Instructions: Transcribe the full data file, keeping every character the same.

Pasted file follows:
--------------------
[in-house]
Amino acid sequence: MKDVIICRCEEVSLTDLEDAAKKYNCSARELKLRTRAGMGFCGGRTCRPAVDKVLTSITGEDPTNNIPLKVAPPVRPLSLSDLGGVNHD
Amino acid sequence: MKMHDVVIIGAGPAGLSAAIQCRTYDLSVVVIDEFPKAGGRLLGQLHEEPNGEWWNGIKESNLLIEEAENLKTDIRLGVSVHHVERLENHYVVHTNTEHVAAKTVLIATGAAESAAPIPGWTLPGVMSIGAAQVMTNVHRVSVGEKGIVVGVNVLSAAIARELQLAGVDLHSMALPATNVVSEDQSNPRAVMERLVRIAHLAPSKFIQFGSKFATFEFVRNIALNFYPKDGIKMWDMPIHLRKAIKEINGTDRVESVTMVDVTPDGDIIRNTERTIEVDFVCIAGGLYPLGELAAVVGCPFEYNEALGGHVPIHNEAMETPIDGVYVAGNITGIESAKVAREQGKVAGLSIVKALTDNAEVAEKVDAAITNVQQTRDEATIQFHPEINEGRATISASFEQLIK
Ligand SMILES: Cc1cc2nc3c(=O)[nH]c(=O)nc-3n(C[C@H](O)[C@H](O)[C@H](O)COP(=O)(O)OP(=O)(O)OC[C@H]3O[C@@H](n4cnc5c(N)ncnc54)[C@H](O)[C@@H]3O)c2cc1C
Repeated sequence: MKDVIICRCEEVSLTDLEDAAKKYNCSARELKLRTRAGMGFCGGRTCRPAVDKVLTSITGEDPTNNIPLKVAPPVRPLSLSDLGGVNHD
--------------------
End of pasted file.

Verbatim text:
[in-house]
Amino acid sequence: MKDVIICRCEEVSLTDLEDAAKKYNCSARELKLRTRAGMGFCGGRTCRPAVDKVLTSITGEDPTNNIPLKVAPPVRPLSLSDLGGVNHD
Amino acid sequence: MKMHDVVIIGAGPAGLSAAIQCRTYDLSVVVIDEFPKAGGRLLGQLHEEPNGEWWNGIKESNLLIEEAENLKTDIRLGVSVHHVERLENHYVVHTNTEHVAAKTVLIATGAAESAAPIPGWTLPGVMSIGAAQVMTNVHRVSVGEKGIVVGVNVLSAAIARELQLAGVDLHSMALPATNVVSEDQSNPRAVMERLVRIAHLAPSKFIQFGSKFATFEFVRNIALNFYPKDGIKMWDMPIHLRKAIKEINGTDRVESVTMVDVTPDGDIIRNTERTIEVDFVCIAGGLYPLGELAAVVGCPFEYNEALGGHVPIHNEAMETPIDGVYVAGNITGIESAKVAREQGKVAGLSIVKALTDNAEVAEKVDAAITNVQQTRDEATIQFHPEINEGRATISASFEQLIK
Ligand SMILES: Cc1cc2nc3c(=O)[nH]c(=O)nc-3n(C[C@H](O)[C@H](O)[C@H](O)COP(=O)(O)OP(=O)(O)OC[C@H]3O[C@@H](n4cnc5c(N)ncnc54)[C@H](O)[C@@H]3O)c2cc1C
Repeated sequence: MKDVIICRCEEVSLTDLEDAAKKYNCSARELKLRTRAGMGFCGGRTCRPAVDKVLTSITGEDPTNNIPLKVAPPVRPLSLSDLGGVNHD